Summary: 1 John 1:1-4. Jesus Christ is the foundation for our relationship with God and our relationships with other people.
1 JOHN | FELLOWSHIP WITH GOD AND MEN
THE FOUNDATION FOR FELLOWSHIP: JESUS, THE WORD OF LIFE
- Relationships are delicate, yet sometimes humorous and laughable things. According to an old forest folktale, two porcupines in Northern Canada huddled together to try to get warm. But their quills kept pricking each other, so they moved apart. Before long they were shivering again, so they cuddled close once more. And like the first time, they continually jabbed each other with their quills. They needed each other in order to be warm, but could not get close enough to each other because of their needles. Author Leslie Flynn describes it this way: “They needed each other, but they kept needling each other.”
- Have you ever felt that way in dealing with people? At times you feel like you need each other and so you begin to try to develop a relationship, only to discover that every time you try to get close you keep poking each other away. The way they do this irritates you; or they way you do that drives them crazy. Most of us can relate to the Peanuts cartoon where Lucy says to Snoopy: “There are times when you really bug me, but I must admit there are also times when I feel like giving you a big hug.” To which Snoopy replies: “That's the way I am...huggable and buggable.”
- Relationships are complicated and multifaceted. Yet they can be immensely rewarding and there is no getting around them. If you're human you must deal with other humans. This is true on an even greater level for those of us who are believers in Christ. If we are Christians we must deal with other Christians. Being a part of the body of Christ is not an option for us; no matter how difficult it may be sometimes.
- You may have heard this clever little line before: “To dwell above with the saints we love, that will be glory; but to live below with the saints we know, well that's a different story.” There is truth to that funny little saying. But however true that is, it is equally true that we cannot simply abandon relationships because of their difficulty. Why is that? What is so important about relationships? Why are relationships a part of life's DNA, so to speak? Because we were created by a relational God.
- The book of 1 John, among other things, is all about relationships. It is about a proper relationship with God and the corresponding relationships with other people, especially other believers. John writes to his readers during a time of confusion over the true nature of Jesus, not unlike our own time. The church had existed for just over half a century and false doctrines had begun to creep in, even as they still do today. The Apostle writes to correct some of those mistakes, to instruct his fellow believers in sound doctrine, and to teach them how that sound doctrine should play out in their lives.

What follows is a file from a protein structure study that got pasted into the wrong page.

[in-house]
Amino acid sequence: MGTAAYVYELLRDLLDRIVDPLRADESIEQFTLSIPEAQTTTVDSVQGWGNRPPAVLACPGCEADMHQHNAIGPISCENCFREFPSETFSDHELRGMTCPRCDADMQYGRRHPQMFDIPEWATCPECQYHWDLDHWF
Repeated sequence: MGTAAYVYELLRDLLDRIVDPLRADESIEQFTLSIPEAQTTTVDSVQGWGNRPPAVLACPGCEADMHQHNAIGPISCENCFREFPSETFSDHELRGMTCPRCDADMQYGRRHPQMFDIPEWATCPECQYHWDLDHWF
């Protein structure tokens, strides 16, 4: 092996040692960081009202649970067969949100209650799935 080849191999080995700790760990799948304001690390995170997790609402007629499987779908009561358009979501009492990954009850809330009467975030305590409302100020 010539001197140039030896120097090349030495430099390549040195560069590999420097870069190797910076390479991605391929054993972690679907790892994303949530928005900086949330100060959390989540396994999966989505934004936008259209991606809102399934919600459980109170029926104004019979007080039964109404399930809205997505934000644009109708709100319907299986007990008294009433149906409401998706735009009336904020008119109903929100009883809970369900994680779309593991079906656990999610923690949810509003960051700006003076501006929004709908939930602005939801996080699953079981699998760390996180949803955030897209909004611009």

- One of the key words in this letter is κοινωνία and its related forms. This word is translated as fellowship. It is used heavily in the first part of the letter, which we have divided into chapter 1. To have fellowship with someone means to have association and participation with them in something. It means that there is a relationship there. And though the word is not used in the rest of the letter, it is clear that the concept is there. From start to finish John is writing about right fellowship with God and right fellowship with man.
- So let's begin our look at this letter with vv.1-4, where John lays down the foundation for fellowship – Jesus Christ, the word of life:
[READ 1 JOHN 1:1-4]
- John, of course, was an eyewitness to the life, ministry, death, resurrection, and ascension of Jesus of Nazareth. He describes his experiences in very vivid terms: the things which he heard, the things he saw with his own eyes, the things he touched with his own hands. Things that all had to do with the word of life, who was with the Father and then was made manifest (or revealed) to us – the word of life being Jesus. He is reassuring his readers of the reality of Jesus and his gospel. Then he makes the connection for them that the reality of Jesus allows us to enjoy fellowship with God the Father and therefore fellowship with his people. And the last point he makes is that this fellowship should produce joy.
- Now when he talks about the joy that comes from fellowship with God and with men and women, he uses a very interesting phrase: that our joy may be complete. He is writing this letter so that his joy and the joy of his readers would be complete. Why say “that our joy may be complete”? What would make joy incomplete? Well, within the context of the letter and of the first century culture, incomplete joy would come from a misunderstanding of the true nature of Jesus Christ. John's joy was complete when his readers understood clearly who Christ is. His readers' joy was complete when, by clearly knowing Christ, they experienced fellowship with God the Father and consequently John and the rest of Christ's church.